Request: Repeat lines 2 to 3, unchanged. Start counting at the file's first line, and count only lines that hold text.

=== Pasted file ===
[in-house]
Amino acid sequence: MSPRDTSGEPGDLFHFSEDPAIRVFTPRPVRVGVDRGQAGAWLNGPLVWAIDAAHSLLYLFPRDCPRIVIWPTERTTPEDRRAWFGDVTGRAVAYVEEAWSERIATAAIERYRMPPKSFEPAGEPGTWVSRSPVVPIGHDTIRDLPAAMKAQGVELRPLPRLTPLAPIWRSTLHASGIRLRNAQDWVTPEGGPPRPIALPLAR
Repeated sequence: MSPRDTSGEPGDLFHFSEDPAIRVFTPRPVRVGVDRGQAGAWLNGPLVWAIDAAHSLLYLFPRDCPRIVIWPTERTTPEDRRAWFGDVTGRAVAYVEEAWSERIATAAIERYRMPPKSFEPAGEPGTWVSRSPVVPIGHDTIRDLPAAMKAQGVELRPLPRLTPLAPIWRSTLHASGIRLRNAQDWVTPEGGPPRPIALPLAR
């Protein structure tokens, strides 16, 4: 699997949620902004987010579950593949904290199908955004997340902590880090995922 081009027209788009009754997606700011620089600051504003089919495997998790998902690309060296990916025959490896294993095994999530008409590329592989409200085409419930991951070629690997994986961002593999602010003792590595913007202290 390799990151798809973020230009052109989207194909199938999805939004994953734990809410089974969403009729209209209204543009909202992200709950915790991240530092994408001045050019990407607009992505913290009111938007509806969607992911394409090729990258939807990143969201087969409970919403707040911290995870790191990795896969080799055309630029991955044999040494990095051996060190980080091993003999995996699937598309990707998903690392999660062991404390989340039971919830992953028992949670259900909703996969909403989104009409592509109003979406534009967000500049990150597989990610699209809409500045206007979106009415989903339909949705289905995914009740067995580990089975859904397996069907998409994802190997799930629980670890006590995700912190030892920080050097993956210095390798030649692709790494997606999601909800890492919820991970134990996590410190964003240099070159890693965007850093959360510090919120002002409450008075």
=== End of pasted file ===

Amino acid sequence: MSPRDTSGEPGDLFHFSEDPAIRVFTPRPVRVGVDRGQAGAWLNGPLVWAIDAAHSLLYLFPRDCPRIVIWPTERTTPEDRRAWFGDVTGRAVAYVEEAWSERIATAAIERYRMPPKSFEPAGEPGTWVSRSPVVPIGHDTIRDLPAAMKAQGVELRPLPRLTPLAPIWRSTLHASGIRLRNAQDWVTPEGGPPRPIALPLAR
Repeated sequence: MSPRDTSGEPGDLFHFSEDPAIRVFTPRPVRVGVDRGQAGAWLNGPLVWAIDAAHSLLYLFPRDCPRIVIWPTERTTPEDRRAWFGDVTGRAVAYVEEAWSERIATAAIERYRMPPKSFEPAGEPGTWVSRSPVVPIGHDTIRDLPAAMKAQGVELRPLPRLTPLAPIWRSTLHASGIRLRNAQDWVTPEGGPPRPIALPLAR